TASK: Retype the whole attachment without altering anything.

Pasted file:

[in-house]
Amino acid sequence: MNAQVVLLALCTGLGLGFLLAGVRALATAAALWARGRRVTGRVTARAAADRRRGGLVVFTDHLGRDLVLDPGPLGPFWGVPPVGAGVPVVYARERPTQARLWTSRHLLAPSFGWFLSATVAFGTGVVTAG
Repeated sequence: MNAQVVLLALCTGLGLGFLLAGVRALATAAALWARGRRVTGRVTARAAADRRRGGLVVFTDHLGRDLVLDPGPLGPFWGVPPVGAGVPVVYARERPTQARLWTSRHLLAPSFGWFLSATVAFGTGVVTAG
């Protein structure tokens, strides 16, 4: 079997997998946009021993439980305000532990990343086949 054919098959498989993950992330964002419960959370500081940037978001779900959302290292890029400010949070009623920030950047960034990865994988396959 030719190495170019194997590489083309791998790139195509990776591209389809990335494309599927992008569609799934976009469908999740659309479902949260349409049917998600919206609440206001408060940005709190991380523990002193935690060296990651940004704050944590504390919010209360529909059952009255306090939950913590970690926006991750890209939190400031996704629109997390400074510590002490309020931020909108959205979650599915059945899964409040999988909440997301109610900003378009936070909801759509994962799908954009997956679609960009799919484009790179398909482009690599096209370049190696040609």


[in-house]
Amino acid sequence: MNAQVVLLALCTGLGLGFLLAGVRALATAAALWARGRRVTGRVTARAAADRRRGGLVVFTDHLGRDLVLDPGPLGPFWGVPPVGAGVPVVYARERPTQARLWTSRHLLAPSFGWFLSATVAFGTGVVTAG
Repeated sequence: MNAQVVLLALCTGLGLGFLLAGVRALATAAALWARGRRVTGRVTARAAADRRRGGLVVFTDHLGRDLVLDPGPLGPFWGVPPVGAGVPVVYARERPTQARLWTSRHLLAPSFGWFLSATVAFGTGVVTAG
């Protein structure tokens, strides 16, 4: 079997997998946009021993439980305000532990990343086949 054919098959498989993950992330964002419960959370500081940037978001779900959302290292890029400010949070009623920030950047960034990865994988396959 030719190495170019194997590489083309791998790139195509990776591209389809990335494309599927992008569609799934976009469908999740659309479902949260349409049917998600919206609440206001408060940005709190991380523990002193935690060296990651940004704050944590504390919010209360529909059952009255306090939950913590970690926006991750890209939190400031996704629109997390400074510590002490309020931020909108959205979650599915059945899964409040999988909440997301109610900003378009936070909801759509994962799908954009997956679609960009799919484009790179398909482009690599096209370049190696040609």